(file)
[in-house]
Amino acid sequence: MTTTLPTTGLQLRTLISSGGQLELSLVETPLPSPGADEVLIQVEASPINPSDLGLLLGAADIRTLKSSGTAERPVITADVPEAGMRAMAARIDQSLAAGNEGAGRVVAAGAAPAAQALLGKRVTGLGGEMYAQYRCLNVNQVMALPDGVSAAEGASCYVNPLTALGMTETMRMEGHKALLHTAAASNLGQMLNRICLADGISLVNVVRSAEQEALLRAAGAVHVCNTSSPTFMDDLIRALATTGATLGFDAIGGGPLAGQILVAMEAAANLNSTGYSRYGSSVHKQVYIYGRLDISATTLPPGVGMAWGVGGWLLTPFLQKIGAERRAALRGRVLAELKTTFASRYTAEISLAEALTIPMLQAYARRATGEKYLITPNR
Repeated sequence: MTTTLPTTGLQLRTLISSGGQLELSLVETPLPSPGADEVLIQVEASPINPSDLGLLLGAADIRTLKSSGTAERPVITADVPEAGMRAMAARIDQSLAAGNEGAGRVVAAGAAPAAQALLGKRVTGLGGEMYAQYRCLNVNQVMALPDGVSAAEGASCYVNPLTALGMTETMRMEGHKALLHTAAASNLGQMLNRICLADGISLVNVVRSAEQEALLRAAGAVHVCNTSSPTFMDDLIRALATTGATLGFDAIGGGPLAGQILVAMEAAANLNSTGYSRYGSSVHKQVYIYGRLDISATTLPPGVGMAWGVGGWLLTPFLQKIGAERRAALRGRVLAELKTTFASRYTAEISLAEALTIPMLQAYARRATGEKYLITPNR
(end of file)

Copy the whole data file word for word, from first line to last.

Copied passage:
[in-house]
Amino acid sequence: MTTTLPTTGLQLRTLISSGGQLELSLVETPLPSPGADEVLIQVEASPINPSDLGLLLGAADIRTLKSSGTAERPVITADVPEAGMRAMAARIDQSLAAGNEGAGRVVAAGAAPAAQALLGKRVTGLGGEMYAQYRCLNVNQVMALPDGVSAAEGASCYVNPLTALGMTETMRMEGHKALLHTAAASNLGQMLNRICLADGISLVNVVRSAEQEALLRAAGAVHVCNTSSPTFMDDLIRALATTGATLGFDAIGGGPLAGQILVAMEAAANLNSTGYSRYGSSVHKQVYIYGRLDISATTLPPGVGMAWGVGGWLLTPFLQKIGAERRAALRGRVLAELKTTFASRYTAEISLAEALTIPMLQAYARRATGEKYLITPNR
Repeated sequence: MTTTLPTTGLQLRTLISSGGQLELSLVETPLPSPGADEVLIQVEASPINPSDLGLLLGAADIRTLKSSGTAERPVITADVPEAGMRAMAARIDQSLAAGNEGAGRVVAAGAAPAAQALLGKRVTGLGGEMYAQYRCLNVNQVMALPDGVSAAEGASCYVNPLTALGMTETMRMEGHKALLHTAAASNLGQMLNRICLADGISLVNVVRSAEQEALLRAAGAVHVCNTSSPTFMDDLIRALATTGATLGFDAIGGGPLAGQILVAMEAAANLNSTGYSRYGSSVHKQVYIYGRLDISATTLPPGVGMAWGVGGWLLTPFLQKIGAERRAALRGRVLAELKTTFASRYTAEISLAEALTIPMLQAYARRATGEKYLITPNR